When Vanderbilt suggested it was time to go up to the bridge to acknowledge the thousands of people massed solidly on both the New Jersey and the Manhattan sides of the river, Roosevelt hesitated. “But here are the reporters,” he said, turning to the members of the press eagerly taking down his words. “I want to shake hands with them.” Indeed, at every stop during the long day, he made sure to deliver a special welcome to the members of the press. “Boys, I am glad (emphasis on the glad) to see you. It does me good to see you, boys. I am glad to be back.” Clearly, that pleasure was reciprocated. “We’re mighty glad to have you back,” shouted one exuberant reporter.
From the time reporters had accompanied the Colonel to Cuba—helping transform him and his intrepid Rough Riders into a national icon—Roosevelt had established a unique relationship with numerous journalists. He debated points with them as fellow writers; regardless of the disparity in political rank, when they argued as authors, they argued as equals. He had read and freely commented upon their stories, as they felt free to criticize his public statements and speeches. Little wonder, then, that these same journalists celebrated Roosevelt’s return from Africa, flocking to lower Manhattan to welcome him home. For the members of the press, the story of Roosevelt’s homecoming was not merely an assignment—it was personal.
Reporters present at the festivities remarked how “hale and hearty” the fifty-one-year-old Roosevelt looked, tanned and extremely fit. “It is true that the mustache, once brown, has grown grayer, but the strong face is not furrowed with deep wrinkles and the crows feet have not changed the expression which is habitual to the man who is in robust health and has a joy in living.” After the long African expedition he displayed a leaner physique, but overall, he seemed “the same bubbling, explosively exuberant American as when he left.” Archie Butt, however, detected “something different,” though at first he could not put his finger on it. After talking with Lodge, the two men speculated that as a citizen of the world, not simply an American, Roosevelt had developed “an enlarged personality,” with a “mental scope more encompassing.”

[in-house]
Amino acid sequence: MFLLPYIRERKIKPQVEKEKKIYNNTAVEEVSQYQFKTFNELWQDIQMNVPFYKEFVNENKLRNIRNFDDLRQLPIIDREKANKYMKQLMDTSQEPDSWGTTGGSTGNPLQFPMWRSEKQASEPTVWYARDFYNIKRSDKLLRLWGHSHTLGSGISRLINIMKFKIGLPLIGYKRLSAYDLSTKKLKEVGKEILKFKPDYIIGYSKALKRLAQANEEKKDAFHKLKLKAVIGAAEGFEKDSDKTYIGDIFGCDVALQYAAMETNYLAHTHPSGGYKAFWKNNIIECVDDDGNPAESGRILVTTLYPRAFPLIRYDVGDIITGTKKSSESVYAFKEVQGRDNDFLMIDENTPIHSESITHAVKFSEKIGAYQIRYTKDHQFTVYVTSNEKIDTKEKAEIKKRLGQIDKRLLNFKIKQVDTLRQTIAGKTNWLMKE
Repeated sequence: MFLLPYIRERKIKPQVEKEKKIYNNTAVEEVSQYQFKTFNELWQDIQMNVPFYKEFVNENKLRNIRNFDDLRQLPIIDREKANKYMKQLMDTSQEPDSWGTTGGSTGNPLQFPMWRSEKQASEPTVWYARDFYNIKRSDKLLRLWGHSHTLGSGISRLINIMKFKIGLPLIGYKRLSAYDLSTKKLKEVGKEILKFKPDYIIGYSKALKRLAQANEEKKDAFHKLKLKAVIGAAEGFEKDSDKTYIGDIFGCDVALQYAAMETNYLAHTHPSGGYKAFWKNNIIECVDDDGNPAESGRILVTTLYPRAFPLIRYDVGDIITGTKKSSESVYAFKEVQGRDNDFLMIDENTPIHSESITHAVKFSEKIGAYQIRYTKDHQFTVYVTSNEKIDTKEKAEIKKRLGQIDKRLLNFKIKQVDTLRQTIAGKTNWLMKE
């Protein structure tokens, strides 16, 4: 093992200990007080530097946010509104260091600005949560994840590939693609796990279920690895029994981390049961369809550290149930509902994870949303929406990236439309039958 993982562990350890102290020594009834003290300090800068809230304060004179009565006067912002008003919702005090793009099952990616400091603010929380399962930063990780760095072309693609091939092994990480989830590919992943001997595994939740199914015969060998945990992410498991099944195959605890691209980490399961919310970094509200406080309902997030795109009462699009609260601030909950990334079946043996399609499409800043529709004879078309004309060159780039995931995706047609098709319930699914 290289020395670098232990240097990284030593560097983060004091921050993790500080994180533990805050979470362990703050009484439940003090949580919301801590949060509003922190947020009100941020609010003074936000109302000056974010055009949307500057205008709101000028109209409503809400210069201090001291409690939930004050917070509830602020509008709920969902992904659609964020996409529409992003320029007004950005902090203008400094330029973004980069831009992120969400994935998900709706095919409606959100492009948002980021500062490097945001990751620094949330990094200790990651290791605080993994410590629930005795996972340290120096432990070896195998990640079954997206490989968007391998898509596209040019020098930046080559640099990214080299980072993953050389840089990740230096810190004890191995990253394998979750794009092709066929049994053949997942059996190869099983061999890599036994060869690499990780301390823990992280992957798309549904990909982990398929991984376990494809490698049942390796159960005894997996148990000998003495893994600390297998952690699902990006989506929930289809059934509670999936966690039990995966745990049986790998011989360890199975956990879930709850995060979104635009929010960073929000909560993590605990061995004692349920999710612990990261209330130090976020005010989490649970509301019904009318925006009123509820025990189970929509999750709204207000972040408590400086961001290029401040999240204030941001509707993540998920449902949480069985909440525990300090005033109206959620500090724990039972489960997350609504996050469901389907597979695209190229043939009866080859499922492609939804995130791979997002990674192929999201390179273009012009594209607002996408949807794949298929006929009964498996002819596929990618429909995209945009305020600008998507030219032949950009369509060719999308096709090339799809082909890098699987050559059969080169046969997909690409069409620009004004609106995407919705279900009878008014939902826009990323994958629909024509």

At Battery Park, where the Androscoggin was due to dock at around 11 a.m., an immense crowd had gathered since early morning, straining for sight of the ship that would bring Roosevelt onto American soil. A reporter captured this mood of anticipation in his story of a stevedore who, in the midst of unloading cargo off another ship, laid aside his hook in hopes of glimpsing Roosevelt. His foreman shouted at him: “You come back here or I’ll dock you an hour.” The stevedore, undaunted, retorted: “Dock me a week. I’m going to have a look at Teddy.”
“There he is!” rose the cry, soon confirmed as a beaming Roosevelt came ashore to a rendition of “Home, Sweet Home” by the Seventy-first Regimental Band. The uplifted cheers that greeted “the man of the hour” as he disembarked were said to exceed the “echoing boom of saluting cannon and the strident blast of steam whistles.”